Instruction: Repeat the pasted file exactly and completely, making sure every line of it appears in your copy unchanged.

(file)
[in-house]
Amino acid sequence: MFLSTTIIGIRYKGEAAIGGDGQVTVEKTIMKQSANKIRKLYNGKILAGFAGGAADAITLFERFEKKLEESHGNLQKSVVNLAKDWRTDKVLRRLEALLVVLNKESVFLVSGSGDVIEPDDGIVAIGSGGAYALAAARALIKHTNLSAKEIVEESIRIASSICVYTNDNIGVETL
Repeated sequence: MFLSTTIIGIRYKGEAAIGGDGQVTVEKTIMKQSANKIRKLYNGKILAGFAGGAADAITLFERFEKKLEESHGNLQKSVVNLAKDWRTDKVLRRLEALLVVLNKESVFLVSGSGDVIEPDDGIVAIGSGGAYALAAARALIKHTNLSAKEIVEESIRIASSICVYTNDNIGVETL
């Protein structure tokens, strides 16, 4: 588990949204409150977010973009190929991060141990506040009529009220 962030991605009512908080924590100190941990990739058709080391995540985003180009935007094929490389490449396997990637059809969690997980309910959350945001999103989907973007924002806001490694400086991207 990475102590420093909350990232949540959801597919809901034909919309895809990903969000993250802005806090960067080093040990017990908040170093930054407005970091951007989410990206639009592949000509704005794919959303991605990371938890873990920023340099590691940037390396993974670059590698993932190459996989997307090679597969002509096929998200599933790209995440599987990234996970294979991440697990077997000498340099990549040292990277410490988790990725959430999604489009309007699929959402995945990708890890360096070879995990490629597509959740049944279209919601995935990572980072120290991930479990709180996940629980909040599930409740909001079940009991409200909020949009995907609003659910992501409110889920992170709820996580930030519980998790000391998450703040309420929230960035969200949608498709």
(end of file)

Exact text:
[in-house]
Amino acid sequence: MFLSTTIIGIRYKGEAAIGGDGQVTVEKTIMKQSANKIRKLYNGKILAGFAGGAADAITLFERFEKKLEESHGNLQKSVVNLAKDWRTDKVLRRLEALLVVLNKESVFLVSGSGDVIEPDDGIVAIGSGGAYALAAARALIKHTNLSAKEIVEESIRIASSICVYTNDNIGVETL
Repeated sequence: MFLSTTIIGIRYKGEAAIGGDGQVTVEKTIMKQSANKIRKLYNGKILAGFAGGAADAITLFERFEKKLEESHGNLQKSVVNLAKDWRTDKVLRRLEALLVVLNKESVFLVSGSGDVIEPDDGIVAIGSGGAYALAAARALIKHTNLSAKEIVEESIRIASSICVYTNDNIGVETL
């Protein structure tokens, strides 16, 4: 588990949204409150977010973009190929991060141990506040009529009220 962030991605009512908080924590100190941990990739058709080391995540985003180009935007094929490389490449396997990637059809969690997980309910959350945001999103989907973007924002806001490694400086991207 990475102590420093909350990232949540959801597919809901034909919309895809990903969000993250802005806090960067080093040990017990908040170093930054407005970091951007989410990206639009592949000509704005794919959303991605990371938890873990920023340099590691940037390396993974670059590698993932190459996989997307090679597969002509096929998200599933790209995440599987990234996970294979991440697990077997000498340099990549040292990277410490988790990725959430999604489009309007699929959402995945990708890890360096070879995990490629597509959740049944279209919601995935990572980072120290991930479990709180996940629980909040599930409740909001079940009991409200909020949009995907609003659910992501409110889920992170709820996580930030519980998790000391998450703040309420929230960035969200949608498709």